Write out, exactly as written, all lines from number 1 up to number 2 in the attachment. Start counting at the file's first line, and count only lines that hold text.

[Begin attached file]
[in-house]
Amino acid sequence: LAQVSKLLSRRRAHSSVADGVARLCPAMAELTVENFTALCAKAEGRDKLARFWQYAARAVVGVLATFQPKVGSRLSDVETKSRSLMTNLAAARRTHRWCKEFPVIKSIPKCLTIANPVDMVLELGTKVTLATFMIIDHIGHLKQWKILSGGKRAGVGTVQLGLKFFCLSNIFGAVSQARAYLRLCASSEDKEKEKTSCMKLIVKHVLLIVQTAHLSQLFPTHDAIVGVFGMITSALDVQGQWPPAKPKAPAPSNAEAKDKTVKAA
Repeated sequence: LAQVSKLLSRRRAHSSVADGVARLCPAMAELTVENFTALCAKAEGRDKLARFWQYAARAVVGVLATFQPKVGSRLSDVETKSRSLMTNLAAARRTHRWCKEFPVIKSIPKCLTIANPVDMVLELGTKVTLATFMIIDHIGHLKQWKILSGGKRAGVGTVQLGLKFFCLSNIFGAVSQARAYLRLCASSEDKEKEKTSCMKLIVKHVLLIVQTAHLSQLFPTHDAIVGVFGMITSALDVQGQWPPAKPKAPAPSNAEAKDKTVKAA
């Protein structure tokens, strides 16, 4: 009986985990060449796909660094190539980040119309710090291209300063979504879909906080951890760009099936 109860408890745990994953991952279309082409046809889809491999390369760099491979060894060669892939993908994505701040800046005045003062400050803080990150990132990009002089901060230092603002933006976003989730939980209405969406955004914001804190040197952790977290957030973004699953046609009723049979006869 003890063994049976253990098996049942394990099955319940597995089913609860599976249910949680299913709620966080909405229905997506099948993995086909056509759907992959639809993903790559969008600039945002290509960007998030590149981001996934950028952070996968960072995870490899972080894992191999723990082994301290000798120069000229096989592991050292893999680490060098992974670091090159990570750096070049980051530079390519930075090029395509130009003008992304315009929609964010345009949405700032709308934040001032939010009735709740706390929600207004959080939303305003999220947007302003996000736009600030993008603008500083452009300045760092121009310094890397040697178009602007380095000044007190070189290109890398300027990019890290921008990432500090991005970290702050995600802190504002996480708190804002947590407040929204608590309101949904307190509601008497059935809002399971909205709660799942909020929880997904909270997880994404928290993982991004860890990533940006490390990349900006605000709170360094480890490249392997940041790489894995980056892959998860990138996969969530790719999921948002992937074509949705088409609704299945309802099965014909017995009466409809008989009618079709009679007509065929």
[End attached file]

[in-house]
Amino acid sequence: LAQVSKLLSRRRAHSSVADGVARLCPAMAELTVENFTALCAKAEGRDKLARFWQYAARAVVGVLATFQPKVGSRLSDVETKSRSLMTNLAAARRTHRWCKEFPVIKSIPKCLTIANPVDMVLELGTKVTLATFMIIDHIGHLKQWKILSGGKRAGVGTVQLGLKFFCLSNIFGAVSQARAYLRLCASSEDKEKEKTSCMKLIVKHVLLIVQTAHLSQLFPTHDAIVGVFGMITSALDVQGQWPPAKPKAPAPSNAEAKDKTVKAA